Toxin Associated With C. perfringens Identified

Toxin Associated With <em>C. perfringens</em> Identified

Under certain conditions, horses can acquire C. perfringens that secretes toxins, such as NetF, that damage the gastrointestinal tract’s cells, resulting in enterocolitis and diarrhea.

Photo: The Horse Staff

As part of the biosecurity program at Hagyard Equine Medical Institute, under the direction of Nathan Slovis, DVM, DACVIM, CHT, researchers are working to improve veterinarians’ ability to detect and prevent infectious disease transmission in the equine populations. In one such study, focusing on Clostridium perfringens, researchers recently identified the NetF toxin in foals in Kentucky; this toxin is found in other parts of the world, as well.

Normally, Clostridium species, including C. perfringens, are present within the gastrointestinal tract in low numbers and do not cause disease. However, under certain conditions, horses can acquire C. perfringens that secretes toxins, such as NetF, that damage the gastrointestinal tract’s cells, resulting in enterocolitis and diarrhea. Similar to dogs, foals infected with NetF toxin can develop hemorrhagic (bloody) diarrhea.

“This is exciting because now we have a test to look for NetF in horse feces,” Slovis said. The test is available through IDEXX Laboratory.

Interestingly, the team noted, NetF also was identified in the C. perfringens vaccine (UK MF 05/00) developed by two of the study researchers—Luke Fallon, DVM, and John Timoney, MVB, PhD, DSc, MRCVS—which is available for use in the United States upon approval of the state veterinarian. In a study that included 18 central Kentucky mares who had been vaccinated with that Clostridium vaccine, 12 (61%) showed a rise in antibodies for NetF. The vaccine was also designed to raise antibodies against the B2 toxin (CPB2), the enterotoxin (CPE), and the alpha toxin (CPA).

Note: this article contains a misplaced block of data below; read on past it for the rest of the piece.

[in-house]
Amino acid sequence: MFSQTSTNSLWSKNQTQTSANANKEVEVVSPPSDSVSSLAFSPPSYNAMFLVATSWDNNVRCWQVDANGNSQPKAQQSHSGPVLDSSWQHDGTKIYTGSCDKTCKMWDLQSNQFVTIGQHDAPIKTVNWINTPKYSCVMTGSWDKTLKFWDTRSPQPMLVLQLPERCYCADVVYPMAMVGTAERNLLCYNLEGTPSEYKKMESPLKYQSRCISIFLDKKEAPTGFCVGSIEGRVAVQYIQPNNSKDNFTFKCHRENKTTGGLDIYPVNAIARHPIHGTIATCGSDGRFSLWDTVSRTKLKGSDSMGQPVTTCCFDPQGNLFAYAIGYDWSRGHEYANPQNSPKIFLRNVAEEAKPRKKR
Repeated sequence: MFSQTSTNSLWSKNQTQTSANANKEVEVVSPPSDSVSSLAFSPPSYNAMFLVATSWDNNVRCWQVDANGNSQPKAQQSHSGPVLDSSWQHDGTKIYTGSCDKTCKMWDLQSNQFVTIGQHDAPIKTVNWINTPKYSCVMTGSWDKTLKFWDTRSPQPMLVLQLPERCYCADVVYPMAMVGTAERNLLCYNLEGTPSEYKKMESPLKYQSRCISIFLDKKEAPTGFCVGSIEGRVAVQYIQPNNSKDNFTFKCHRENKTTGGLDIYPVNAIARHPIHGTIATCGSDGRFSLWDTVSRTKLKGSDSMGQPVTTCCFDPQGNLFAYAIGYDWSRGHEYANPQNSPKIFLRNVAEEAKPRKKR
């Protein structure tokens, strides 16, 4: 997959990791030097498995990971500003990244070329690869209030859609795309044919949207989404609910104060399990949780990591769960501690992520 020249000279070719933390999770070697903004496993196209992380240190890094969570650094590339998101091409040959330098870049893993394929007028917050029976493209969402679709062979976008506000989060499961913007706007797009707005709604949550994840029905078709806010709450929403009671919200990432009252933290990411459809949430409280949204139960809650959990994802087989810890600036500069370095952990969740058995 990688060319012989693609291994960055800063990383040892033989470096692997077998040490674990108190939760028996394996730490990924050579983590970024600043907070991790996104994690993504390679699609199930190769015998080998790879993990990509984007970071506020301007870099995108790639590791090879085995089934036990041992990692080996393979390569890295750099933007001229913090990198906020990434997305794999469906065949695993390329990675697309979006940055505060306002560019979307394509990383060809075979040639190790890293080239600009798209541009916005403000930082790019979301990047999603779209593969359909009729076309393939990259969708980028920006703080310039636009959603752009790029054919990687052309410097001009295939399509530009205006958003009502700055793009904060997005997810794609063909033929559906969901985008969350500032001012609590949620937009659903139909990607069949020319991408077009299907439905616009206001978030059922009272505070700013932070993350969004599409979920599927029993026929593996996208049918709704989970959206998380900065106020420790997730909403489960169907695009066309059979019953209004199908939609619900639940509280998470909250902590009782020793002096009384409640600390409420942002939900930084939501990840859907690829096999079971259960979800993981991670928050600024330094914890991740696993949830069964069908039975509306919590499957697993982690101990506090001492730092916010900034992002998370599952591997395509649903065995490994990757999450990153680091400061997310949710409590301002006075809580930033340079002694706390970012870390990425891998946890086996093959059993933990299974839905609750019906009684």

The study authors now intend to test whether increasing the amount of NetF in the vaccine will result in all mares showing increased immunity.

The study, “NetF-positive Clostridium perfringens in neonatal foal necrotizing enteritis in Kentucky,” will appear in an upcoming issue of the Veterinary Record

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